119 Mi.(192 KM)
% Rideable (time)
- 5Climbing Scale Moderate79 FT/MI (15 M/KM)
- 4Technical Difficulty Fair
- 5Physical Demand Moderate
- 5Resupply & Logistics Moderate
The Gunni Grinder draws inspiration from the 120-mile race course with the same name, an annual event held in September in Gunnison, Colorado. The route heads out of town and to the renowned cycling hub of Hartman Rocks Recreation Area, home to 45 miles of singletrack and as many miles of dirt roads. Initially, it meanders through the sagebrush hills and open cattle range, eventually reaching Highway 149, which leads to the scenic Nine Mile Hill. Here, you’ll be treated to panoramic views of the San Juans Mountains to the south and West Elk Mountain to the north.
The journey then continues toward Powderhorn, connecting with Cebolla Creek Road, a well-maintained gravel road following alongside Cebolla Creek. You’ll find various water sources and resting spots, such as Cebolla Creek Campground and Mason Family State Wildlife Area. At mile marker 51, you can opt to stay at Cathedral Ranch Cabins courtesy of Brad and Annette. Whether you decide to spend the night or just grab some snacks, the cabins provide a delightful pause, enabling you to travel lighter without carrying a sleep system, if you so choose.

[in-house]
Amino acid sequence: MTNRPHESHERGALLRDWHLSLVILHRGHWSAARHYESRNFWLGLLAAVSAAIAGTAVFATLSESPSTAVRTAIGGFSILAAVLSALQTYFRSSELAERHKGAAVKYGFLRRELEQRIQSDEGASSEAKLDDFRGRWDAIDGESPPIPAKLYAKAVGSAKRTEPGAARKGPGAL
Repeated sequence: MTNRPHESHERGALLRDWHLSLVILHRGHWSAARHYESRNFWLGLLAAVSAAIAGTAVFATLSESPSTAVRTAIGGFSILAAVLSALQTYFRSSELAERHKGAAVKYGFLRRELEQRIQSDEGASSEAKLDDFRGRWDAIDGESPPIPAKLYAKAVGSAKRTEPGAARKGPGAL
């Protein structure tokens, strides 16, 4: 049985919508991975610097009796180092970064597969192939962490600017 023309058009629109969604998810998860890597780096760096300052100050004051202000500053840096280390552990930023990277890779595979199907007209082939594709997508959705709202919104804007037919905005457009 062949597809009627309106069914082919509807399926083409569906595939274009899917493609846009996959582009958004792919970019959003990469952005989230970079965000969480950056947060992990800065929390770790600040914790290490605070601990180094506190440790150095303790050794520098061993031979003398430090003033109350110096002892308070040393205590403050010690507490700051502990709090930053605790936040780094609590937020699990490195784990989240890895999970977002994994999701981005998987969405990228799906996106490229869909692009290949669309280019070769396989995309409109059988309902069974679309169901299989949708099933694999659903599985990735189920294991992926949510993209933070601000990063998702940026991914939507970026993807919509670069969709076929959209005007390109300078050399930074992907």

The ascent of Los Pinos Pass provides a high alpine experience that passes through pine and aspen forests before rewarding you with spectacular vistas of the San Juans to the southwest. At 10,500 feet, Los Pinos Pass is the high point of the route, but the climb is manageable and rideable. As you descend into Los Pinos Creek Valley, the landscape transitions from forested areas to rolling sagebrush terrain, leading you to Cochetopa Dome and Cochetopa Creek.
For more than 10 miles, you’ll pedal along the broad dirt road of the Great Divide Mountain Bike Route before the route takes a rougher turn for approximately 20 miles. This section features two-tracks with steeper gradients, including the most demanding ascent out of Highway 114 and up Lick Park Road, which is located just north of the often-overlooked yet iconic Sawtooth Mountain (12,147 feet). Once you reach the peak just north of Soldier Park, you’ll relish a swift and steep descent down Gold Basin Road, which eventually transitions to pavement and guides you back to Gunnison.